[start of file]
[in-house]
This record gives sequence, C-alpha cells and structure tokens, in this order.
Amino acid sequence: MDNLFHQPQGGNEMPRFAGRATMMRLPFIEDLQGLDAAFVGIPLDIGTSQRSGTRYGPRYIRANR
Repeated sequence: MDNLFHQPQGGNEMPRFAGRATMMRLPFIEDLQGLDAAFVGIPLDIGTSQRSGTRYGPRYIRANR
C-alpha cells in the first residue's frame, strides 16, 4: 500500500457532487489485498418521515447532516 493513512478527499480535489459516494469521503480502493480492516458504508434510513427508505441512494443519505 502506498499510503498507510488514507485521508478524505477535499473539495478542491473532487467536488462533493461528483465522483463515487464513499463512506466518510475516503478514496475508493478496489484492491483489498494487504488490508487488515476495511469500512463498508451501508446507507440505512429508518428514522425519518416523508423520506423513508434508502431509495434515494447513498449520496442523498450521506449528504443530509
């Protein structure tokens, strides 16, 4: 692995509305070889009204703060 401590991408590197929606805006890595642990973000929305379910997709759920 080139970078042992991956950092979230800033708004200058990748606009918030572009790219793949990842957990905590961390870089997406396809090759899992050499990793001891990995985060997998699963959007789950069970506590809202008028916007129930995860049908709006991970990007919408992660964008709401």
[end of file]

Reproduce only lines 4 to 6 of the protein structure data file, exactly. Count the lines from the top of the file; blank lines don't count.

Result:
Repeated sequence: MDNLFHQPQGGNEMPRFAGRATMMRLPFIEDLQGLDAAFVGIPLDIGTSQRSGTRYGPRYIRANR
C-alpha cells in the first residue's frame, strides 16, 4: 500500500457532487489485498418521515447532516 493513512478527499480535489459516494469521503480502493480492516458504508434510513427508505441512494443519505 502506498499510503498507510488514507485521508478524505477535499473539495478542491473532487467536488462533493461528483465522483463515487464513499463512506466518510475516503478514496475508493478496489484492491483489498494487504488490508487488515476495511469500512463498508451501508446507507440505512429508518428514522425519518416523508423520506423513508434508502431509495434515494447513498449520496442523498450521506449528504443530509
């Protein structure tokens, strides 16, 4: 692995509305070889009204703060 401590991408590197929606805006890595642990973000929305379910997709759920 080139970078042992991956950092979230800033708004200058990748606009918030572009790219793949990842957990905590961390870089997406396809090759899992050499990793001891990995985060997998699963959007789950069970506590809202008028916007129930995860049908709006991970990007919408992660964008709401």